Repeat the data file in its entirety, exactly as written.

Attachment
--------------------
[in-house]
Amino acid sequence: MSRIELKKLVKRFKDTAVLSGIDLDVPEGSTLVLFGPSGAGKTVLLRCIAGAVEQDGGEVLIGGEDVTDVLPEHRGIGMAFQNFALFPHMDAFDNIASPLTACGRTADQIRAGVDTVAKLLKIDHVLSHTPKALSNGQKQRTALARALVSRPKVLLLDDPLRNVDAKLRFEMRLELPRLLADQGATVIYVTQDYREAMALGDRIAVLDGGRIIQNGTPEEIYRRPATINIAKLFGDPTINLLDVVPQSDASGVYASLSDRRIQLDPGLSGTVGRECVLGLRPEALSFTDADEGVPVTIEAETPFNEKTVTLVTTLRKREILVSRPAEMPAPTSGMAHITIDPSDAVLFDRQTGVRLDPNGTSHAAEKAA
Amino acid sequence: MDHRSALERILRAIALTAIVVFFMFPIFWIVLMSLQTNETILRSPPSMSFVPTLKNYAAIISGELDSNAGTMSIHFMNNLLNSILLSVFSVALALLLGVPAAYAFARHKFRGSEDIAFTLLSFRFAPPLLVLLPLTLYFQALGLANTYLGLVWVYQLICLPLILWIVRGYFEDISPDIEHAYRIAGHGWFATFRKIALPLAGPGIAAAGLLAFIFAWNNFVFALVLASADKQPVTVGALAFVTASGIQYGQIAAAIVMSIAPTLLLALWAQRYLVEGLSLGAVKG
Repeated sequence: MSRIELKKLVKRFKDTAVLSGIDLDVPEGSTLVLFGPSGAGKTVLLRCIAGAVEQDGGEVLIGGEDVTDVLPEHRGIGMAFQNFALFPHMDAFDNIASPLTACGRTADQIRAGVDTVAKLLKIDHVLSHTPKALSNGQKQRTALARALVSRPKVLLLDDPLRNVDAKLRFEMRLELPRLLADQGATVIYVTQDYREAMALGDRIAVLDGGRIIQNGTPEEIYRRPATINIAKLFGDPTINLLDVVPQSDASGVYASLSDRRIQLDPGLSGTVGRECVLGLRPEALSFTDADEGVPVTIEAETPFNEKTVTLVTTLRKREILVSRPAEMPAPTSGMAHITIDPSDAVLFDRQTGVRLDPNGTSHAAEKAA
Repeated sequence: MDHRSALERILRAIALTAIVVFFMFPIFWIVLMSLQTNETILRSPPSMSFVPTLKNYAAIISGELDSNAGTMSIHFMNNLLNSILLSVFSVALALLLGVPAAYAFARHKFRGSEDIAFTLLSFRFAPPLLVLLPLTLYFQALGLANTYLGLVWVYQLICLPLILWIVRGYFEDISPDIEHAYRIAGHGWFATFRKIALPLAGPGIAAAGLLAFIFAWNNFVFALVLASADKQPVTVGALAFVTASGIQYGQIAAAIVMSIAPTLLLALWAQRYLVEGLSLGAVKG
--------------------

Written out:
[in-house]
Amino acid sequence: MSRIELKKLVKRFKDTAVLSGIDLDVPEGSTLVLFGPSGAGKTVLLRCIAGAVEQDGGEVLIGGEDVTDVLPEHRGIGMAFQNFALFPHMDAFDNIASPLTACGRTADQIRAGVDTVAKLLKIDHVLSHTPKALSNGQKQRTALARALVSRPKVLLLDDPLRNVDAKLRFEMRLELPRLLADQGATVIYVTQDYREAMALGDRIAVLDGGRIIQNGTPEEIYRRPATINIAKLFGDPTINLLDVVPQSDASGVYASLSDRRIQLDPGLSGTVGRECVLGLRPEALSFTDADEGVPVTIEAETPFNEKTVTLVTTLRKREILVSRPAEMPAPTSGMAHITIDPSDAVLFDRQTGVRLDPNGTSHAAEKAA
Amino acid sequence: MDHRSALERILRAIALTAIVVFFMFPIFWIVLMSLQTNETILRSPPSMSFVPTLKNYAAIISGELDSNAGTMSIHFMNNLLNSILLSVFSVALALLLGVPAAYAFARHKFRGSEDIAFTLLSFRFAPPLLVLLPLTLYFQALGLANTYLGLVWVYQLICLPLILWIVRGYFEDISPDIEHAYRIAGHGWFATFRKIALPLAGPGIAAAGLLAFIFAWNNFVFALVLASADKQPVTVGALAFVTASGIQYGQIAAAIVMSIAPTLLLALWAQRYLVEGLSLGAVKG
Repeated sequence: MSRIELKKLVKRFKDTAVLSGIDLDVPEGSTLVLFGPSGAGKTVLLRCIAGAVEQDGGEVLIGGEDVTDVLPEHRGIGMAFQNFALFPHMDAFDNIASPLTACGRTADQIRAGVDTVAKLLKIDHVLSHTPKALSNGQKQRTALARALVSRPKVLLLDDPLRNVDAKLRFEMRLELPRLLADQGATVIYVTQDYREAMALGDRIAVLDGGRIIQNGTPEEIYRRPATINIAKLFGDPTINLLDVVPQSDASGVYASLSDRRIQLDPGLSGTVGRECVLGLRPEALSFTDADEGVPVTIEAETPFNEKTVTLVTTLRKREILVSRPAEMPAPTSGMAHITIDPSDAVLFDRQTGVRLDPNGTSHAAEKAA
Repeated sequence: MDHRSALERILRAIALTAIVVFFMFPIFWIVLMSLQTNETILRSPPSMSFVPTLKNYAAIISGELDSNAGTMSIHFMNNLLNSILLSVFSVALALLLGVPAAYAFARHKFRGSEDIAFTLLSFRFAPPLLVLLPLTLYFQALGLANTYLGLVWVYQLICLPLILWIVRGYFEDISPDIEHAYRIAGHGWFATFRKIALPLAGPGIAAAGLLAFIFAWNNFVFALVLASADKQPVTVGALAFVTASGIQYGQIAAAIVMSIAPTLLLALWAQRYLVEGLSLGAVKG